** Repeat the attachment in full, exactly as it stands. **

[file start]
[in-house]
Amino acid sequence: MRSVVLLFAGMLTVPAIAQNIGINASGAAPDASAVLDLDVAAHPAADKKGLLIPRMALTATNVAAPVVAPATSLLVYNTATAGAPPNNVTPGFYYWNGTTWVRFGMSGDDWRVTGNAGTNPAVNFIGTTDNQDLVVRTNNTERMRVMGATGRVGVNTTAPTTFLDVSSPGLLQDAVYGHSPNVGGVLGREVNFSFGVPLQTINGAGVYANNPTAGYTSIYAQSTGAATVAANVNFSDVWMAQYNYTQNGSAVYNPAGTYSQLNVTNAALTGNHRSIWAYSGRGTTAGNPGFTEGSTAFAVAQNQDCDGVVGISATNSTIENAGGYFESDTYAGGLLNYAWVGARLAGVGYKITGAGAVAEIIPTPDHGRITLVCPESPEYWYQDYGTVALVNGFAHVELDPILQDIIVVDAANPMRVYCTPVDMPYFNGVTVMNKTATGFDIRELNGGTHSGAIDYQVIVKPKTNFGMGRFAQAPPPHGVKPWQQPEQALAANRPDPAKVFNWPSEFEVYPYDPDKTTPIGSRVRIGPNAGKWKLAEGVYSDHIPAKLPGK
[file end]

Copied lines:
[in-house]
Amino acid sequence: MRSVVLLFAGMLTVPAIAQNIGINASGAAPDASAVLDLDVAAHPAADKKGLLIPRMALTATNVAAPVVAPATSLLVYNTATAGAPPNNVTPGFYYWNGTTWVRFGMSGDDWRVTGNAGTNPAVNFIGTTDNQDLVVRTNNTERMRVMGATGRVGVNTTAPTTFLDVSSPGLLQDAVYGHSPNVGGVLGREVNFSFGVPLQTINGAGVYANNPTAGYTSIYAQSTGAATVAANVNFSDVWMAQYNYTQNGSAVYNPAGTYSQLNVTNAALTGNHRSIWAYSGRGTTAGNPGFTEGSTAFAVAQNQDCDGVVGISATNSTIENAGGYFESDTYAGGLLNYAWVGARLAGVGYKITGAGAVAEIIPTPDHGRITLVCPESPEYWYQDYGTVALVNGFAHVELDPILQDIIVVDAANPMRVYCTPVDMPYFNGVTVMNKTATGFDIRELNGGTHSGAIDYQVIVKPKTNFGMGRFAQAPPPHGVKPWQQPEQALAANRPDPAKVFNWPSEFEVYPYDPDKTTPIGSRVRIGPNAGKWKLAEGVYSDHIPAKLPGK